St Thérèse Drops a Rose at Newman

“I’d like it very much if you forgot about becoming a nun and fell madly in love with me, and we got married and had lots of children,” he confessed, getting straight to the point after the 12:15 Mass at Newman, where I’d promised to meet him that memorable day in March 2013. 

Fortunately for him, I had given up on entering religious life after a January retreat at my dream convent, the Dominican Sisters in Nashville, brought the disappointing but unmistakable revelation that that was not where the Lord was calling me. However, though I had been increasingly attracted to my fellow-medievalist friend of some years – even, to my amusement, during the months I had dedicated to discerning religious life – I hadn’t been prepared for a marriage proposal! I was almost afraid to date such a serious suitor, but I very much wanted to get to know him better. I brought my fears and my desires before the Lord, and quickly discerned that dating Robert Getz was a risk worth taking.

I had begun to attend Newman regularly that winter. As a student, I had often been attracted to Newman’s tabernacle: nestled at the end of the side aisle, under a charming, rustic painting of Our Lady holding her Child, two kneelers and a few chairs invited the faithful to linger in the company of Our Lord. How many times had I knelt before that tabernacle and begged the Lord for guidance, and for a vocation! I volunteered as an altar server and came to appreciate Newman’s exceptionally welcoming community. Rob began to join me there for Sunday and weekday Masses.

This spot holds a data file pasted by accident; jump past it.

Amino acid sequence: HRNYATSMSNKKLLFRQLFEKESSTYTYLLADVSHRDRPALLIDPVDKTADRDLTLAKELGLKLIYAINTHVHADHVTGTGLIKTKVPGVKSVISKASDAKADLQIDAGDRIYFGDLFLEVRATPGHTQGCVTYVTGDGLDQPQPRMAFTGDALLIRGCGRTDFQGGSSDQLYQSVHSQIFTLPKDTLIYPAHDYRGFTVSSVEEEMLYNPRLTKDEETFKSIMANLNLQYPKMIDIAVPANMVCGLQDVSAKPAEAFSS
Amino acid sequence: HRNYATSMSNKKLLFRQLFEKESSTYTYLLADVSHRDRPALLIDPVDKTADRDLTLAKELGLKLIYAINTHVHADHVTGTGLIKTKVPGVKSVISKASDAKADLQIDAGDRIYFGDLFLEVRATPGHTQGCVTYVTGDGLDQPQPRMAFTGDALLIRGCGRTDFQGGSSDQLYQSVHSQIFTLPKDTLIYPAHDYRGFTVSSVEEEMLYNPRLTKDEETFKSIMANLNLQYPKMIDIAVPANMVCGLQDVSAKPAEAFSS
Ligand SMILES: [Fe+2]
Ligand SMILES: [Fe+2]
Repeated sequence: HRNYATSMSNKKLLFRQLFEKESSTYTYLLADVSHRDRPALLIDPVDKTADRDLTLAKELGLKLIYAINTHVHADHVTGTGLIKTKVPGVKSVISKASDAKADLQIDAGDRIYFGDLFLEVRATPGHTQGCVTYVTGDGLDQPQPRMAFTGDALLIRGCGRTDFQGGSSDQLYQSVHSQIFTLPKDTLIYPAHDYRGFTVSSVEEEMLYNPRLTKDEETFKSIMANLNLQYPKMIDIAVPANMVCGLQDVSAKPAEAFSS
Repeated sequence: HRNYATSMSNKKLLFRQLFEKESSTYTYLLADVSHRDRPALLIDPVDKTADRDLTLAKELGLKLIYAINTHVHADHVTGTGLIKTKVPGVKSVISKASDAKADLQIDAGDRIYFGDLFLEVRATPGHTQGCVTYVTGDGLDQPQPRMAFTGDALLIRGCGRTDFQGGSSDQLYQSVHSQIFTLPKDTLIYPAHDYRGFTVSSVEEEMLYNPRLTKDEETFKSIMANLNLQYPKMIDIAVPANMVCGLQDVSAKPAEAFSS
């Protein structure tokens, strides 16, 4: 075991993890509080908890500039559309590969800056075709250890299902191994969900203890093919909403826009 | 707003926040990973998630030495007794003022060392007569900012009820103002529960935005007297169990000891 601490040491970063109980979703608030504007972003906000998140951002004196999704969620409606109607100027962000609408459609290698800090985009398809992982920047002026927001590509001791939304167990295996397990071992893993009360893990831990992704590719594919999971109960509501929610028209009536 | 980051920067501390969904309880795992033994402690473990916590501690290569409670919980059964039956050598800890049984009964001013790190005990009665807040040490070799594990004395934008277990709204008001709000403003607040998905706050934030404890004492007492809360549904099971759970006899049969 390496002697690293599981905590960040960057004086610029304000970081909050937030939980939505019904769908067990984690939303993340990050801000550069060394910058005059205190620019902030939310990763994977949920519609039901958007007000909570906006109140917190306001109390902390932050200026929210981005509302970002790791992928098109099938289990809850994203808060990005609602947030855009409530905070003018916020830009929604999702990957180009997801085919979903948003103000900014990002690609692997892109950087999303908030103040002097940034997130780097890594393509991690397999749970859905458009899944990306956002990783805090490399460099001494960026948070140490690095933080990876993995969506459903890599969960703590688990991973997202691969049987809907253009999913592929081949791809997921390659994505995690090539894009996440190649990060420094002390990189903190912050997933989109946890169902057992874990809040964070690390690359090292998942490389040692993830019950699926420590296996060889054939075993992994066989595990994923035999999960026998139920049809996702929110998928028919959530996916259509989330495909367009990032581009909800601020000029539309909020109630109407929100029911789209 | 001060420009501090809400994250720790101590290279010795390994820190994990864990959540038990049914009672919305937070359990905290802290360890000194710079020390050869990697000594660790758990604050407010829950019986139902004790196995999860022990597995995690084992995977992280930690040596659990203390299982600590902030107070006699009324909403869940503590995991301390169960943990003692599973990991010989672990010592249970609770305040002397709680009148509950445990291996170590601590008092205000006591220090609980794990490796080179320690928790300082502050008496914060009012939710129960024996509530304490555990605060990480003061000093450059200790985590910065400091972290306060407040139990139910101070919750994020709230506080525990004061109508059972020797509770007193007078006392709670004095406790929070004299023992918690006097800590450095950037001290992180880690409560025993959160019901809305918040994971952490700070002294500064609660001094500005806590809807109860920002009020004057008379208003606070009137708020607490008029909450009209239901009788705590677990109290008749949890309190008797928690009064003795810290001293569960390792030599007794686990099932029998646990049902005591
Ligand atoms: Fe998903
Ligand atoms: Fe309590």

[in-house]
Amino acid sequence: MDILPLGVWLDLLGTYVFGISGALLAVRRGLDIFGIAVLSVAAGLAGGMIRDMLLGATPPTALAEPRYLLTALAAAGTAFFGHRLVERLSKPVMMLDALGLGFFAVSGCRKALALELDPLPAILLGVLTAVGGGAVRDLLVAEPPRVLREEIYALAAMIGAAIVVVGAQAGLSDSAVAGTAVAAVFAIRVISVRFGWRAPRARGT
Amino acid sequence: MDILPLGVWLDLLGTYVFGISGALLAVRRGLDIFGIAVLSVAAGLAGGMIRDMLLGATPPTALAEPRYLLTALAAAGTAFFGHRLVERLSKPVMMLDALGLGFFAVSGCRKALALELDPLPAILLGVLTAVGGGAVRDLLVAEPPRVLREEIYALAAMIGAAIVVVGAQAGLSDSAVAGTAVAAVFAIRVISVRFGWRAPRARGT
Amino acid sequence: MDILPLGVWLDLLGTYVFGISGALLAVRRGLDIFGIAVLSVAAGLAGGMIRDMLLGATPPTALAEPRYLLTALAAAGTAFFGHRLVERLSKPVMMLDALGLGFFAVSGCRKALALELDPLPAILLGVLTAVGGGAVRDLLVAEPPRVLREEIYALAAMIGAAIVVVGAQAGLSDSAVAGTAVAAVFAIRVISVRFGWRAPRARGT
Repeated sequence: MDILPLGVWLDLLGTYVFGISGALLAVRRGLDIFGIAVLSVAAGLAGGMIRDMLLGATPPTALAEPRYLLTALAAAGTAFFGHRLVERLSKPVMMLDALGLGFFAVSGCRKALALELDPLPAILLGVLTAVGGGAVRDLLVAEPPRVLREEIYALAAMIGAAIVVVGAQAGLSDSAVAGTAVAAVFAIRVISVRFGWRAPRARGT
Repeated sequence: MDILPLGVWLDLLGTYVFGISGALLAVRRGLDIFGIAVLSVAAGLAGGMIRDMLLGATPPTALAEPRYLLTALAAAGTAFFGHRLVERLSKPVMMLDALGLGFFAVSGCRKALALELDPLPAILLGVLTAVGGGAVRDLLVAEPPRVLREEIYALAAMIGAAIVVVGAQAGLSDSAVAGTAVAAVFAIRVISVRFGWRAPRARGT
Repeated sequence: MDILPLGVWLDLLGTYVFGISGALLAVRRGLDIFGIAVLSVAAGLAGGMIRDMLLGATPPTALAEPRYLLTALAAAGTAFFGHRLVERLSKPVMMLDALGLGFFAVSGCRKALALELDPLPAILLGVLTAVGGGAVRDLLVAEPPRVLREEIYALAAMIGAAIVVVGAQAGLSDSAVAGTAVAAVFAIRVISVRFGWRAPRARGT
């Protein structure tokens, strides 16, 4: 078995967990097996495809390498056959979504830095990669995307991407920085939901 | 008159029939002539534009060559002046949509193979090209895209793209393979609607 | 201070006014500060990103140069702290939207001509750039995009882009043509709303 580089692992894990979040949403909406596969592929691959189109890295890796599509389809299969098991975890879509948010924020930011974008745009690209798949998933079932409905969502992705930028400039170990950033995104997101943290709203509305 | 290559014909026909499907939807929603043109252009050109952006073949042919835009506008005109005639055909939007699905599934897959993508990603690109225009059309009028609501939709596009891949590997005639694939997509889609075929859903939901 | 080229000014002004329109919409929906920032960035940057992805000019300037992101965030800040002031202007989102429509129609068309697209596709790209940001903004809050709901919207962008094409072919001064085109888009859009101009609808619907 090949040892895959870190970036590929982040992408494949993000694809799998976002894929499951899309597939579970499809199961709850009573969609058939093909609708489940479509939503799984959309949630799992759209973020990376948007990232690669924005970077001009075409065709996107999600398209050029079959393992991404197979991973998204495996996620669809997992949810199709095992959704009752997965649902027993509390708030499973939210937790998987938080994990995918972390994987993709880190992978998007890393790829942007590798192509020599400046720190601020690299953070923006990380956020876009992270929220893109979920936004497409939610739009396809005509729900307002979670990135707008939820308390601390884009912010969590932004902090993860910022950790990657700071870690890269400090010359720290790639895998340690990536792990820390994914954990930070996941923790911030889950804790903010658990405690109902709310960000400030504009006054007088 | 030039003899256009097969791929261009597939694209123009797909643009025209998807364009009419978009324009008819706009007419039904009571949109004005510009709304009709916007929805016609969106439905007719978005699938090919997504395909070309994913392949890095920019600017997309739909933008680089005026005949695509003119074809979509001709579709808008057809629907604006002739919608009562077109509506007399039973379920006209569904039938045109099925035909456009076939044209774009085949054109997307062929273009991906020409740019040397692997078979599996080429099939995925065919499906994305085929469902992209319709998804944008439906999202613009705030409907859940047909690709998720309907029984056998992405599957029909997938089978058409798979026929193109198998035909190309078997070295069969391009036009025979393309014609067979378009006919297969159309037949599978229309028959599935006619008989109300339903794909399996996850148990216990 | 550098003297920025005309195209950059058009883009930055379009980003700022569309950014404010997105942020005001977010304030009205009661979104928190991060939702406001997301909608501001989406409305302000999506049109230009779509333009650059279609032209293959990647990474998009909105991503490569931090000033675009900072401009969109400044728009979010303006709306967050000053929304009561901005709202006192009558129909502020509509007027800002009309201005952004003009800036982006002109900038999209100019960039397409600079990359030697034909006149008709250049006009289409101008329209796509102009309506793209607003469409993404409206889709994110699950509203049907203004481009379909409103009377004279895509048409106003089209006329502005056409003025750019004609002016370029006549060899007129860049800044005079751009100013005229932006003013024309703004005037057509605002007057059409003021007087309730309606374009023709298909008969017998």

Much to my surprise, a mere six weeks after his first proposal, I found myself ready to receive a second. On May 8th, Rob and I took a walk around campus and he imagined how he might impress me with an elaborate proposal, if only he had the means! We sat down at the crossroads just outside the Centre’s Cardinal Newman window, unsure of where to exchange our formal words of engagement to each other. In the grass on that bank, to our surprise and delight, Rob espied a ring! A rose-shaped fashion ring someone had dropped, we supposed, and of no value, though Rob recalled that he had prayed a novena to St Thérèse of Lisieux for a wife in December: had she dropped us a rose? Thus furnished with the main symbol of engagement, we entered the chapel and knelt at the tabernacle to pray for blessings upon what we were about to undertake. A few minutes later, by the baptismal font, Rob got down on one knee and asked that he might serve me as Christ served the Church, and I said yes.

We were married four months later in the cathedral of my hometown of Victoria, BC. A year after that, we brought our son to to be baptised at that same font at which we had first promised our lives to each other.

Madeleine Getz studied at the Centre for Medieval Studies and hopes before too long to finish her dissertation on a medieval commentary on the liturgy. She is mother to one son on earth, one son in heaven, and twin daughters on their way! The Getzes like to attend weekday Mass at Newman when they can, although they now live too far away to be regular Sunday parishioners.

 

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